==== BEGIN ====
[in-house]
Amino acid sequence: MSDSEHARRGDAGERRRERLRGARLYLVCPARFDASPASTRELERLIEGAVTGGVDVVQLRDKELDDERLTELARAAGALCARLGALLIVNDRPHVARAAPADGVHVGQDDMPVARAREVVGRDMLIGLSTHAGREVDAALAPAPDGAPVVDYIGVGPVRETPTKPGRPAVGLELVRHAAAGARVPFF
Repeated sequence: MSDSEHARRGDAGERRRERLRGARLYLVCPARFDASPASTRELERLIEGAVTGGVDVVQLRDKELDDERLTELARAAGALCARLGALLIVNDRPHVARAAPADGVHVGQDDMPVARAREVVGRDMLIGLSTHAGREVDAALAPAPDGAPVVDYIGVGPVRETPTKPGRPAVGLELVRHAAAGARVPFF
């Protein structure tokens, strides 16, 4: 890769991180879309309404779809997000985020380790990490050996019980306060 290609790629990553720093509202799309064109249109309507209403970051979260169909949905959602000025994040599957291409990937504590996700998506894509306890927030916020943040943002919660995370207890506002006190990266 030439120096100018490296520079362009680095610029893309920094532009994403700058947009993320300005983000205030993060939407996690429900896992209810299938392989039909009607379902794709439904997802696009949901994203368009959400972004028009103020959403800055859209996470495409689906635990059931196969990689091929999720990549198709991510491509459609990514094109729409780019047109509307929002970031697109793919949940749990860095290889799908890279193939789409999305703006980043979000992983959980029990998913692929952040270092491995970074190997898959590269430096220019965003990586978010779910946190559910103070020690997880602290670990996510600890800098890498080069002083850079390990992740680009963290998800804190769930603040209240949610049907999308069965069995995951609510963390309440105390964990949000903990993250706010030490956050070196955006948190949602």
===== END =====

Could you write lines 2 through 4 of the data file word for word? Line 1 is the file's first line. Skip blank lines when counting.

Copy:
Amino acid sequence: MSDSEHARRGDAGERRRERLRGARLYLVCPARFDASPASTRELERLIEGAVTGGVDVVQLRDKELDDERLTELARAAGALCARLGALLIVNDRPHVARAAPADGVHVGQDDMPVARAREVVGRDMLIGLSTHAGREVDAALAPAPDGAPVVDYIGVGPVRETPTKPGRPAVGLELVRHAAAGARVPFF
Repeated sequence: MSDSEHARRGDAGERRRERLRGARLYLVCPARFDASPASTRELERLIEGAVTGGVDVVQLRDKELDDERLTELARAAGALCARLGALLIVNDRPHVARAAPADGVHVGQDDMPVARAREVVGRDMLIGLSTHAGREVDAALAPAPDGAPVVDYIGVGPVRETPTKPGRPAVGLELVRHAAAGARVPFF
């Protein structure tokens, strides 16, 4: 890769991180879309309404779809997000985020380790990490050996019980306060 290609790629990553720093509202799309064109249109309507209403970051979260169909949905959602000025994040599957291409990937504590996700998506894509306890927030916020943040943002919660995370207890506002006190990266 030439120096100018490296520079362009680095610029893309920094532009994403700058947009993320300005983000205030993060939407996690429900896992209810299938392989039909009607379902794709439904997802696009949901994203368009959400972004028009103020959403800055859209996470495409689906635990059931196969990689091929999720990549198709991510491509459609990514094109729409780019047109509307929002970031697109793919949940749990860095290889799908890279193939789409999305703006980043979000992983959980029990998913692929952040270092491995970074190997898959590269430096220019965003990586978010779910946190559910103070020690997880602290670990996510600890800098890498080069002083850079390990992740680009963290998800804190769930603040209240949610049907999308069965069995995951609510963390309440105390964990949000903990993250706010030490956050070196955006948190949602």